The Barack Obama administration’s nuclear deal with Iran is historic. It significantly rolls back Iran’s enrichment program and staves off the risk of another calamitous U.S. war in the Middle East.
But the deal’s opponents — notably, all of the 2016 GOP candidates, most Republicans in Congress, hawkish Democrats such as Sen. Robert Menendez, and of course Israeli Prime Minister Benjamin Netanyahu — remain doggedly against it.
As demonstrated in yesterday’s Senate hearing on the deal, Republicans and their allies continue to deny the deal’s strong non-proliferation features and reject the notion that it can actually yield real benefits to U.S. interests. The facts contradict their objections: Iran has to reduce its number of centrifuges by about two-thirds and dismantle about 97 percent of its low-enriched uranium stockpile while being subject to one of the most intrusive monitoring regimes in the world. The Additional Protocol, which allows for inspection of suspected but undeclared enrichment sites, is permanently adopted under this deal.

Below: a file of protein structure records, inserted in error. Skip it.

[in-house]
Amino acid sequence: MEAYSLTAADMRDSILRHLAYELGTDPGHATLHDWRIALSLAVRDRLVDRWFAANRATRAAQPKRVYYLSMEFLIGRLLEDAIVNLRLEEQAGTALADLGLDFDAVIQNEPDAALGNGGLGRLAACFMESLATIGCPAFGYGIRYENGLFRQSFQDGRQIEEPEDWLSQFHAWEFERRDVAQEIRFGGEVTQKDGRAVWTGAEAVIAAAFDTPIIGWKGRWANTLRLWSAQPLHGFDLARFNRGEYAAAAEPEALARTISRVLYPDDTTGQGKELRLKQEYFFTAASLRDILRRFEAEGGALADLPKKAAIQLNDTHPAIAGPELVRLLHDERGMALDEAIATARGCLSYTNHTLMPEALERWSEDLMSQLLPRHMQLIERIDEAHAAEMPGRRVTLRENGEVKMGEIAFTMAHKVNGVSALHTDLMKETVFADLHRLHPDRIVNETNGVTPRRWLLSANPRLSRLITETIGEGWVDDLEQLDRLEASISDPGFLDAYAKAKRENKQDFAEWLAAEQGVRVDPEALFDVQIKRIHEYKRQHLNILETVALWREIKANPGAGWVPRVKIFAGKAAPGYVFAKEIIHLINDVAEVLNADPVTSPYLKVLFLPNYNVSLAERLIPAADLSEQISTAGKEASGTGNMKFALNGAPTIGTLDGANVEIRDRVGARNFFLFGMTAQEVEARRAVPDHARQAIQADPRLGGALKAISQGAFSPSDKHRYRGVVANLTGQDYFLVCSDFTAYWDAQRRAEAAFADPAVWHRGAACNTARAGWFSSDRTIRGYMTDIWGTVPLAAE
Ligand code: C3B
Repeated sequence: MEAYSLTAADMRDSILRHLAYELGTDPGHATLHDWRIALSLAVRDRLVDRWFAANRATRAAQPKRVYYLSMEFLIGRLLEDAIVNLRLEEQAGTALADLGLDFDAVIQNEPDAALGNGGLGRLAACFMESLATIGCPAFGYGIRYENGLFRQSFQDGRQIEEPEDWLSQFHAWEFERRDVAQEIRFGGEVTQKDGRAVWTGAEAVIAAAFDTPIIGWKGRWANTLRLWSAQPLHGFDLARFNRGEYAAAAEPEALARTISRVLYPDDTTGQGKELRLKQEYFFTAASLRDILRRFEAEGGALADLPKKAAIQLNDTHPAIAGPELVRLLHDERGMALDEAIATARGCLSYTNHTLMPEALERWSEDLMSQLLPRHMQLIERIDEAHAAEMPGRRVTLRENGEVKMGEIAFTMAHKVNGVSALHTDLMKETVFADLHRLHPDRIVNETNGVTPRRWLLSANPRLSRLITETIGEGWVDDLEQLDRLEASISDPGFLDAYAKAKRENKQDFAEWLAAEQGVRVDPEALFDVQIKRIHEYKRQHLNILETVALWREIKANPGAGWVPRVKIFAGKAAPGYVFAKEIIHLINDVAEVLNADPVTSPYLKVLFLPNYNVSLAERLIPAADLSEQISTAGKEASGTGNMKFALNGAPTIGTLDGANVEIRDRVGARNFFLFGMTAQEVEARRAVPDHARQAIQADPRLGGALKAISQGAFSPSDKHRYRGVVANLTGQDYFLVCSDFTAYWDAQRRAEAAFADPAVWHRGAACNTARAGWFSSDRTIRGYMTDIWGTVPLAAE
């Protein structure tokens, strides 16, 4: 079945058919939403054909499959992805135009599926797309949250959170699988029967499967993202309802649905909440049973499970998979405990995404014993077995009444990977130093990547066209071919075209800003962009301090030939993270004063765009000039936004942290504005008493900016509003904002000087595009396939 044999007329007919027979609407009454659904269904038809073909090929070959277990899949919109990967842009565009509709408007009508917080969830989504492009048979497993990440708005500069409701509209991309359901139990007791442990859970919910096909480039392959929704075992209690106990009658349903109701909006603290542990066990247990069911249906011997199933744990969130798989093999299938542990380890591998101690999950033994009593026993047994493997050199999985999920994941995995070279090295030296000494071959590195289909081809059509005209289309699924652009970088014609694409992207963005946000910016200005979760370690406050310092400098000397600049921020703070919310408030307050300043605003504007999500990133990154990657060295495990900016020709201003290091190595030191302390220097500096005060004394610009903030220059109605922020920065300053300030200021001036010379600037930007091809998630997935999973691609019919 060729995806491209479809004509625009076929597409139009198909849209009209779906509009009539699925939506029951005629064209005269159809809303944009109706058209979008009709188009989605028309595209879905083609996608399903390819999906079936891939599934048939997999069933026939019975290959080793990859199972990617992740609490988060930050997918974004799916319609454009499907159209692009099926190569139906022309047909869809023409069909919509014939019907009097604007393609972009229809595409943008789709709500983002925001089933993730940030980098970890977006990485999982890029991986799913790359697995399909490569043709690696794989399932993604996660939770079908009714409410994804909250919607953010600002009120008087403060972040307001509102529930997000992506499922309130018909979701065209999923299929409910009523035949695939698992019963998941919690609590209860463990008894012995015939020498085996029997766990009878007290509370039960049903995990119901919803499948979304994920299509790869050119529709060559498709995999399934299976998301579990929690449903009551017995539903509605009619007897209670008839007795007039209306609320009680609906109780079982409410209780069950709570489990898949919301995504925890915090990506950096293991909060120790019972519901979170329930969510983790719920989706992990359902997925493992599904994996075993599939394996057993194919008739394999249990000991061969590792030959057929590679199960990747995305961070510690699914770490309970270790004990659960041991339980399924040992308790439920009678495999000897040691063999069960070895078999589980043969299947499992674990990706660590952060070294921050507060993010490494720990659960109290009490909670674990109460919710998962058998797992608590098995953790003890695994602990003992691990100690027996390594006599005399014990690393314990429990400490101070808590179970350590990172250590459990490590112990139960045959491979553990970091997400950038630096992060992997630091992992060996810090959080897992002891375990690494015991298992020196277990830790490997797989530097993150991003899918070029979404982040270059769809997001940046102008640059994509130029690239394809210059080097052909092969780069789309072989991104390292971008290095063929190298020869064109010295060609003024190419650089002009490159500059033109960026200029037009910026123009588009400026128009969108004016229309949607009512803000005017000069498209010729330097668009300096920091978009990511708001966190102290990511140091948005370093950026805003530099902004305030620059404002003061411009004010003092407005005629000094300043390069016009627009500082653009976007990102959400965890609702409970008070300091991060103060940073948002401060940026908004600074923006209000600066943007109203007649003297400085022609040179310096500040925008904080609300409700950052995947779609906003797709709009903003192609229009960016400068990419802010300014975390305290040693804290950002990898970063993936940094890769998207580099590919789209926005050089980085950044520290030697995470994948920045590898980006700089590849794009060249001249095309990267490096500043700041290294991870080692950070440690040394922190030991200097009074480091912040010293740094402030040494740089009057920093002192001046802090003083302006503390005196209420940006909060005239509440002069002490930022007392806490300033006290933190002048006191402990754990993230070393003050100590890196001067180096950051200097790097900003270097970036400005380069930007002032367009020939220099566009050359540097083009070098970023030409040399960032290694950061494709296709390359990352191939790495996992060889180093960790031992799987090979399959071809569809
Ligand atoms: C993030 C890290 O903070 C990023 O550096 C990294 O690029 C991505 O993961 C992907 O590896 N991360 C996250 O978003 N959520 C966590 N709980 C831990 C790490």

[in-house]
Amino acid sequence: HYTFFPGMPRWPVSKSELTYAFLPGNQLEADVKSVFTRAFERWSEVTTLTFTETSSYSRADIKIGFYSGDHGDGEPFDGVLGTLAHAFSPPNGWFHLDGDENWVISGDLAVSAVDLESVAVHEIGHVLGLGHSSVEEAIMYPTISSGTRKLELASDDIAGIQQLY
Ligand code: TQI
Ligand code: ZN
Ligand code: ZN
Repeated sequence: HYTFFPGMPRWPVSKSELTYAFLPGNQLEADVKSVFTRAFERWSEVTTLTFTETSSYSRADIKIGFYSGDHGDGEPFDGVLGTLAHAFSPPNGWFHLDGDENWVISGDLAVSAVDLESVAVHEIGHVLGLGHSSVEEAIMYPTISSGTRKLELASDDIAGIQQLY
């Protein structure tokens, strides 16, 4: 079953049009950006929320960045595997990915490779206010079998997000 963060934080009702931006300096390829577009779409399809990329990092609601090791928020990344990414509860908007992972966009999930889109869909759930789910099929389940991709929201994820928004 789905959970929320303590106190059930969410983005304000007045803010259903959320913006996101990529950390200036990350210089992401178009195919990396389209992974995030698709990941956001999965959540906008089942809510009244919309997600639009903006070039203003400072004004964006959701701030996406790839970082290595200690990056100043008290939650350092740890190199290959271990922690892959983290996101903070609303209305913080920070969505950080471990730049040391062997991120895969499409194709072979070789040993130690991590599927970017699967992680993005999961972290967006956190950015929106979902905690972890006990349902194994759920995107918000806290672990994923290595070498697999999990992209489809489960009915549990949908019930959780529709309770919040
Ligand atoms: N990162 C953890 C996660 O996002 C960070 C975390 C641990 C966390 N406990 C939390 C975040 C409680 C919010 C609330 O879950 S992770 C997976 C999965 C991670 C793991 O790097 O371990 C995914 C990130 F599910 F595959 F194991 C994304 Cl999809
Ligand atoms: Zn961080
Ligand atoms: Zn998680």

What’s more, few of the deal’s critics have offered any realistic alternatives.
One alternative, as Sen. Marco Rubio (R-Fla.) and Wisconsin Gov. Scott Walker, both presidential candidates, have advocated, is to abandon negotiations and resume the policy of escalating economic sanctions and isolation. Proponents of this route argue more of this kind of pressure will induce greater concessions, even capitulation, from Tehran. Some even believe this can force Iran to abandon its nuclear capacities altogether.
That argument ignores the fact that sanctions have a pathetic record of success. Most often they result in a hardening of positions by the targeted government, not submission.